Hamas is making efforts to improve its unfavorable situation through two channels. On the one hand, it is trying to renew its relations with Iran, thus far with only partial success. Iran under President Rouhani is attempting to achieve a rapprochement with the West, and has no reason to highlight relations with Hamas. For example, Khaled Mashal’s request to visit Tehran was rejected. It is also possible that Hamas’s behavior has made Iran regard it as an untrustworthy group that cannot be trusted, and that Iran is therefore wary of a renewal of relations with it. On the other hand, Hamas is behaving in a conciliatory fashion vis-à-vis Egypt and the Palestinian Authority leadership in Ramallah. Recognizing its dependence on Egypt, the organization is trying to avoid irritating it, and is also attempting to jumpstart reconciliation talks with Fatah, under the assumption that this will alleviate its political isolation. For this reason, the organization, beyond its routine statements, is making no special effort to undermine the diplomatic negotiations with Israel (which it regards as likely to fail in any case).
It could be argued that further deterioration in Hamas’s situation could back the organization into a corner and lead it to conclude that it has nothing to lose, and that the only way out of its plight is to ignite the situation. This might indeed occur in the future, but to date it appears that no such conclusion has been reached, and the organization is trying to relieve the pressure on it through political measures. It is therefore likely that the current escalation is not due to a deliberate policy by Hamas, rather the result of its loss of control in a situation in which a border incident motivates a response by a Palestinian group, leading to an Israeli response, and so forth.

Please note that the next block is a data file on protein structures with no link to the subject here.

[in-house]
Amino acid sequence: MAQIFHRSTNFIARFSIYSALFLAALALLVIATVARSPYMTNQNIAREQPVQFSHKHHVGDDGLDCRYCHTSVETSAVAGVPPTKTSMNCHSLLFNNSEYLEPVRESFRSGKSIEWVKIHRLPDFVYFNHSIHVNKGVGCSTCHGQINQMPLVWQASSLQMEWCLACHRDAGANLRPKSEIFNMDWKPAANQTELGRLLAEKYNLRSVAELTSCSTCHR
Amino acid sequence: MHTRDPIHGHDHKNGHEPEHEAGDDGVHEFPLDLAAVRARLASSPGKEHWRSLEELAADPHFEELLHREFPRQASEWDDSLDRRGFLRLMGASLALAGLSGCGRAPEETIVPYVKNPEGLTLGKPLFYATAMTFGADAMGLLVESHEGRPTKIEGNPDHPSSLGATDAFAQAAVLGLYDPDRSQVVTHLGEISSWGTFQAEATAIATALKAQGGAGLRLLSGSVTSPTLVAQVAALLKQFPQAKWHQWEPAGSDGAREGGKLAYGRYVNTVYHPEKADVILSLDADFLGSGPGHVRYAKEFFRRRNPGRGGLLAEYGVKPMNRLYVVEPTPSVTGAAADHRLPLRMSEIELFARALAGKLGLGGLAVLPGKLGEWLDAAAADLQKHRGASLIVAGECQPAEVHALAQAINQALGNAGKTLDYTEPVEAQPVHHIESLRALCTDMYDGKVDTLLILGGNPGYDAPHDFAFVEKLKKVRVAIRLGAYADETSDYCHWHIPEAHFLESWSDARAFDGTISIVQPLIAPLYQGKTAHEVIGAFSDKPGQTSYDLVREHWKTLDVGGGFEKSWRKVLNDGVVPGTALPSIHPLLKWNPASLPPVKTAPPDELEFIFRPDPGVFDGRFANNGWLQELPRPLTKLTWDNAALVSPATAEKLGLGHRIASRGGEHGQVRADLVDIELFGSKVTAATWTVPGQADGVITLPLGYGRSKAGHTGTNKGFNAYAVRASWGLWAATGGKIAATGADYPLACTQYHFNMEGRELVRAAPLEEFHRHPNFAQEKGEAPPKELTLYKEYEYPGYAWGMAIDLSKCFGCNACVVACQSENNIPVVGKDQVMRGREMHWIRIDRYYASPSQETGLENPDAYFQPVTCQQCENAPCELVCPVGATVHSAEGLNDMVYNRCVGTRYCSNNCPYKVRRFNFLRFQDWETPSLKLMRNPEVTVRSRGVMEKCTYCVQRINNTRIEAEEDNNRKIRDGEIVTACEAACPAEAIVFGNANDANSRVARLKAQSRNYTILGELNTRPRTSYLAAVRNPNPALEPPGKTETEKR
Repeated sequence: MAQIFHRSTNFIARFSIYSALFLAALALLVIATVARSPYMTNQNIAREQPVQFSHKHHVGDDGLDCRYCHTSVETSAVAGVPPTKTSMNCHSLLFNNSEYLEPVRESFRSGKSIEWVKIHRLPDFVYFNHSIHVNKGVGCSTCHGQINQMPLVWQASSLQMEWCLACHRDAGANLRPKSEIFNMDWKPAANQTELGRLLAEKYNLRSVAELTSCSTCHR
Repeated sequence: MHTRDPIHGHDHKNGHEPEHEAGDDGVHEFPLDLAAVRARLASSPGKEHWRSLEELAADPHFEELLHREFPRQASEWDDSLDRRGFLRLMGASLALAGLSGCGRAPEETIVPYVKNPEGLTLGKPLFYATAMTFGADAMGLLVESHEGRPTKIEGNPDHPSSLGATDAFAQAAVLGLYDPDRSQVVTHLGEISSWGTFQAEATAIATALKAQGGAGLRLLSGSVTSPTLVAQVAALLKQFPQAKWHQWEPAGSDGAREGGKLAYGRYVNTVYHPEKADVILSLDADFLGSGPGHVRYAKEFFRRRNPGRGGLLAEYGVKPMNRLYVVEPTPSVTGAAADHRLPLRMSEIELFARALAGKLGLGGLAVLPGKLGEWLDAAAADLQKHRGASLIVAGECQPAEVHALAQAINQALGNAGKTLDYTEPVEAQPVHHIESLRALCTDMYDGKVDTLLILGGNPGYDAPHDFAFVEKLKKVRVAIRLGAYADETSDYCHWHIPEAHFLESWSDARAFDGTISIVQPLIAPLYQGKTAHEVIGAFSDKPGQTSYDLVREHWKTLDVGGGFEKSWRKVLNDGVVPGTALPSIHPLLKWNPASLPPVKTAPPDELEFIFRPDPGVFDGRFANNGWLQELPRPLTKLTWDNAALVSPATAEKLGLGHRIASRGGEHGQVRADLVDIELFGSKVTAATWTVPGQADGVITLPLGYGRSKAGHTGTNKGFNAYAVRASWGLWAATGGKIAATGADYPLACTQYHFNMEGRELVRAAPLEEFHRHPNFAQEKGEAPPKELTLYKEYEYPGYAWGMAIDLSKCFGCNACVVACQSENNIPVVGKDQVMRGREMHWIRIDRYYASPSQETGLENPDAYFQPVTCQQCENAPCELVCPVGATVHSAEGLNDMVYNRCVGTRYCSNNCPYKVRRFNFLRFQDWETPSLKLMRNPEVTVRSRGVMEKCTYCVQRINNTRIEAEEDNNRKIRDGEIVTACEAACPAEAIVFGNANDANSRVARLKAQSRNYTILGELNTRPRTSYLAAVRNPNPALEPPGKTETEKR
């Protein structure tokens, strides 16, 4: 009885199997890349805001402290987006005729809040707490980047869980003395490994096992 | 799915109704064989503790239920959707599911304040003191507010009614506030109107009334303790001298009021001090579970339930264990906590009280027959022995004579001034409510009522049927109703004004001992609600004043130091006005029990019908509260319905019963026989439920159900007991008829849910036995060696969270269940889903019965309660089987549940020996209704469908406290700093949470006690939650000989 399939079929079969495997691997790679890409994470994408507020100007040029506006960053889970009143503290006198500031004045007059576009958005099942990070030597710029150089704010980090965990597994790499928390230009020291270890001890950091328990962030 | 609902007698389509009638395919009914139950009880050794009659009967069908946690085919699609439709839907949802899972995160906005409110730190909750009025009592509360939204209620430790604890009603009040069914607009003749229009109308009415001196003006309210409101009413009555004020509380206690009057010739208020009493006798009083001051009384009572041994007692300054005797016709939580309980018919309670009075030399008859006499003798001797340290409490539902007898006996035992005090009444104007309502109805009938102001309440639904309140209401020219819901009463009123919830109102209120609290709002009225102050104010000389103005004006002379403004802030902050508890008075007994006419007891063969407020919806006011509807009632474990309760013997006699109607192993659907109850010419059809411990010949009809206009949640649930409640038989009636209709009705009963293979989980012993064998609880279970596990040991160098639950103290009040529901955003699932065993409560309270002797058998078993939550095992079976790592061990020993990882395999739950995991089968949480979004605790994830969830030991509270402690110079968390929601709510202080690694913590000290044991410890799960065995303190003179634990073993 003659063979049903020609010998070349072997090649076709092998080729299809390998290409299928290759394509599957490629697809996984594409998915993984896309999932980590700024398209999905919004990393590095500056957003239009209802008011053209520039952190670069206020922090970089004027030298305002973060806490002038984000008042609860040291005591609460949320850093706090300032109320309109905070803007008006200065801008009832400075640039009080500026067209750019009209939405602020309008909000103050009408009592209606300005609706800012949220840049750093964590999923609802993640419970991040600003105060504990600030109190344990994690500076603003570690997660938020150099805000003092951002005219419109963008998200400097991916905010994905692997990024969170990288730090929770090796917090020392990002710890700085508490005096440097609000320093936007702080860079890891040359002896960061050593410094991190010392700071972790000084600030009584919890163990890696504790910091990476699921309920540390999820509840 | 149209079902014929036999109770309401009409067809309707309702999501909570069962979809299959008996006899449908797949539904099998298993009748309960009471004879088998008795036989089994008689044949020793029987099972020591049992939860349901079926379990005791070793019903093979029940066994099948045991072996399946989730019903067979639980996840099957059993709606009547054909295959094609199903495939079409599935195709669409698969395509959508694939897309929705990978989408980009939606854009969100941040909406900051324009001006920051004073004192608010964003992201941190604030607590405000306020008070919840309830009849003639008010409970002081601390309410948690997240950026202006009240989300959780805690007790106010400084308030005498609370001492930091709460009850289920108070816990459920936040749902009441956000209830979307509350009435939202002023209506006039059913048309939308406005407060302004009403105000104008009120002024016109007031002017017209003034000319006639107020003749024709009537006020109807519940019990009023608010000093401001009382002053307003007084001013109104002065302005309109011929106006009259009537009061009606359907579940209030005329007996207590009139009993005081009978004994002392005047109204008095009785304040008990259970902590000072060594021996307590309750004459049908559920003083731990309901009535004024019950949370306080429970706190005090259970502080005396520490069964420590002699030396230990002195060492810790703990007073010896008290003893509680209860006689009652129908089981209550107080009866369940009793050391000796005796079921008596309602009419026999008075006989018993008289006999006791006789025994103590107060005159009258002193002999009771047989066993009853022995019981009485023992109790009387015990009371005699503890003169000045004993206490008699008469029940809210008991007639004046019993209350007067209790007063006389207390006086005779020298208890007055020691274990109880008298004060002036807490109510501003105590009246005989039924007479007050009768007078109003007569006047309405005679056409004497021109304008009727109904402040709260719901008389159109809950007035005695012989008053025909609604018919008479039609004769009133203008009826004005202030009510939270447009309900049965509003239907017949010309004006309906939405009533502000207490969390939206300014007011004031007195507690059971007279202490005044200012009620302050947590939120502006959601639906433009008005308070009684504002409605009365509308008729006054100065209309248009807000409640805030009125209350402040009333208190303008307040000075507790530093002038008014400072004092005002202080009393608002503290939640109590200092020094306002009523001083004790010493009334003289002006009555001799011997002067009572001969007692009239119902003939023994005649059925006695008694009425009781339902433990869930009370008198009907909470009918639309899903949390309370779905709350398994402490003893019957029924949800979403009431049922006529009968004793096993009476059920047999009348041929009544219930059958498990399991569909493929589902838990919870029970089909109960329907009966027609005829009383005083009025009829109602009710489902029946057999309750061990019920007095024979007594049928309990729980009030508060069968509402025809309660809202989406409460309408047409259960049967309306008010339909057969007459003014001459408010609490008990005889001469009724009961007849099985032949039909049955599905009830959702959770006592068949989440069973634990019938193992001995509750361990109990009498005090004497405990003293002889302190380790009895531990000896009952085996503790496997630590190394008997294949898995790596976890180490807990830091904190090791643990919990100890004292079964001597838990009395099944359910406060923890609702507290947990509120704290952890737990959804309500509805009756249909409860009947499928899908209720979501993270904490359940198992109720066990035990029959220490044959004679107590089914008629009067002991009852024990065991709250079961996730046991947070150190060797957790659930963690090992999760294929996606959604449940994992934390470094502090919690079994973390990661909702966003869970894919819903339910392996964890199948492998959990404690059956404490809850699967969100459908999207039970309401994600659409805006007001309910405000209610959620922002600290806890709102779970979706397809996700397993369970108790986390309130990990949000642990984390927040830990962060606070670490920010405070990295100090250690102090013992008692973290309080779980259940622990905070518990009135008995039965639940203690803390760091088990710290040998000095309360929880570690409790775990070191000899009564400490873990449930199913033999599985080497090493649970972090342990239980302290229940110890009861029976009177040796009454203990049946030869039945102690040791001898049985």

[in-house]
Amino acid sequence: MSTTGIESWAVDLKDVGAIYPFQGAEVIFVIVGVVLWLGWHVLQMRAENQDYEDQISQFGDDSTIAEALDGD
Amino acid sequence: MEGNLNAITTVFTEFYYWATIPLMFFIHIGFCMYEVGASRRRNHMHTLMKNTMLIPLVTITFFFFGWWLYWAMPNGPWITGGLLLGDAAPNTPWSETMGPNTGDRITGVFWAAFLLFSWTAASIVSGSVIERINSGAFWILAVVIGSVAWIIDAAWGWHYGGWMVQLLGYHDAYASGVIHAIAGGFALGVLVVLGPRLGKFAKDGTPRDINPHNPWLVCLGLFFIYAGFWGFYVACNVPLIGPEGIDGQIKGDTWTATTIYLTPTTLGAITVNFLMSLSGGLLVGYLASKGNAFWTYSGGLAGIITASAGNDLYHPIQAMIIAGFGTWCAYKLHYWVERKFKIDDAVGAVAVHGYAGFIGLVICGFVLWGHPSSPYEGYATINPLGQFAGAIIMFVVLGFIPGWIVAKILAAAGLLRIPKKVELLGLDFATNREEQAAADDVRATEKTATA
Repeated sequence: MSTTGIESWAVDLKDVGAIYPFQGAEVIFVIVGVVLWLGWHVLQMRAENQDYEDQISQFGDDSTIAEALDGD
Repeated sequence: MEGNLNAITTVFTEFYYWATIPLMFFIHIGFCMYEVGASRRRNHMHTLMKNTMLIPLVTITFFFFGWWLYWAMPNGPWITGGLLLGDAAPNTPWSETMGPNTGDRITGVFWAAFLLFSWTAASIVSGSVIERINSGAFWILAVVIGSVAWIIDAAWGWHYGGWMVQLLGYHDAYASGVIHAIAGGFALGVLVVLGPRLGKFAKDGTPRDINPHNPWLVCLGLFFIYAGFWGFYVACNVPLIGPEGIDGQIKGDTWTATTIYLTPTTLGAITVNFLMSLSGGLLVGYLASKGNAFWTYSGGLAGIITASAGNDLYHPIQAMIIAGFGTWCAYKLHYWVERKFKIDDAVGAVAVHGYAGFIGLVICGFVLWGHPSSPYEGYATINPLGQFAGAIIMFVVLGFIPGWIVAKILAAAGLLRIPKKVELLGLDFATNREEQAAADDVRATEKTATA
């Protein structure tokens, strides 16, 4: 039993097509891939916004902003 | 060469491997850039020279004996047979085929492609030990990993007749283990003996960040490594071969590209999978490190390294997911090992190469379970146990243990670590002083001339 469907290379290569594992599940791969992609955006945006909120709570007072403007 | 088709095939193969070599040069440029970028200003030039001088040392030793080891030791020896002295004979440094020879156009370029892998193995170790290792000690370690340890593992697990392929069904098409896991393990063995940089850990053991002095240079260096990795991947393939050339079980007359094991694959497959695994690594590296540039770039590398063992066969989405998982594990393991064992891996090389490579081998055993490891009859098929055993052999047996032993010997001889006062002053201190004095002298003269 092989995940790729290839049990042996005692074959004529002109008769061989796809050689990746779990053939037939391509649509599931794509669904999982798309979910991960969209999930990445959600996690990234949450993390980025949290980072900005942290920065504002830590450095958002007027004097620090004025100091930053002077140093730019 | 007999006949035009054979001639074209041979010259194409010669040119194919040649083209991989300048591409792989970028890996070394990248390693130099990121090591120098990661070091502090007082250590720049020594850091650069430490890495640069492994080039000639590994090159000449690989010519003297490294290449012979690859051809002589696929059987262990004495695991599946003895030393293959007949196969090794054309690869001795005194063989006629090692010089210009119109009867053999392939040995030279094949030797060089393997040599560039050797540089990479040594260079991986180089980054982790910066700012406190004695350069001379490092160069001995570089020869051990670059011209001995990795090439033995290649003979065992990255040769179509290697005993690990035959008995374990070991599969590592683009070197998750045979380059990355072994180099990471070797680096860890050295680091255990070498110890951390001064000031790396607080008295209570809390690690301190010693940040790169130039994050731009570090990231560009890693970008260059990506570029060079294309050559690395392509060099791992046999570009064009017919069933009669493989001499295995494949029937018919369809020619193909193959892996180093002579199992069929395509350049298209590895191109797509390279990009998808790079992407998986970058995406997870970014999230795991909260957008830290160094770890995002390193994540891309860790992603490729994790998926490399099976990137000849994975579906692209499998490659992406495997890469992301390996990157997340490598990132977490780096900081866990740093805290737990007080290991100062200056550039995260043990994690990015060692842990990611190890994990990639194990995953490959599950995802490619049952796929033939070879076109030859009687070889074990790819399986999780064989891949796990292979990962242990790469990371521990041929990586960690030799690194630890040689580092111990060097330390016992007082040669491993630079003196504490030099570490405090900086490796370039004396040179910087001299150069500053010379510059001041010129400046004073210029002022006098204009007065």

If so, Israel’s main objective is to prevent escalation into a full scale conflict that neither side wants, without harming the ability to deter Hamas and other players in the Gaza Strip. Israel cannot alter its basic policy formulated after Operation Pillar of Defense, whereby it must respond to rocket launchings from the Gaza Strip with painful attacks on targets of Hamas and the other organizations in Gaza, as otherwise the deterrence achieved in the two large scale operations in the Gaza Strip will lose its effectiveness. These responses, however, must be proportionate, and at the same time it is necessary to closely monitor the behavior of Hamas, which Israel regards as responsible for events in Gaza, even if other groups are the ones launching rockets. If Israel reaches the conclusion that Hamas is making a real effort to prevent other groups from operating against Israel, it should halt the cycle of responses and counter-responses through a tactical delay of its responses. If this proves ineffective, Israel can always renew its attacks.
IMRA – Independent Media Review and Analysis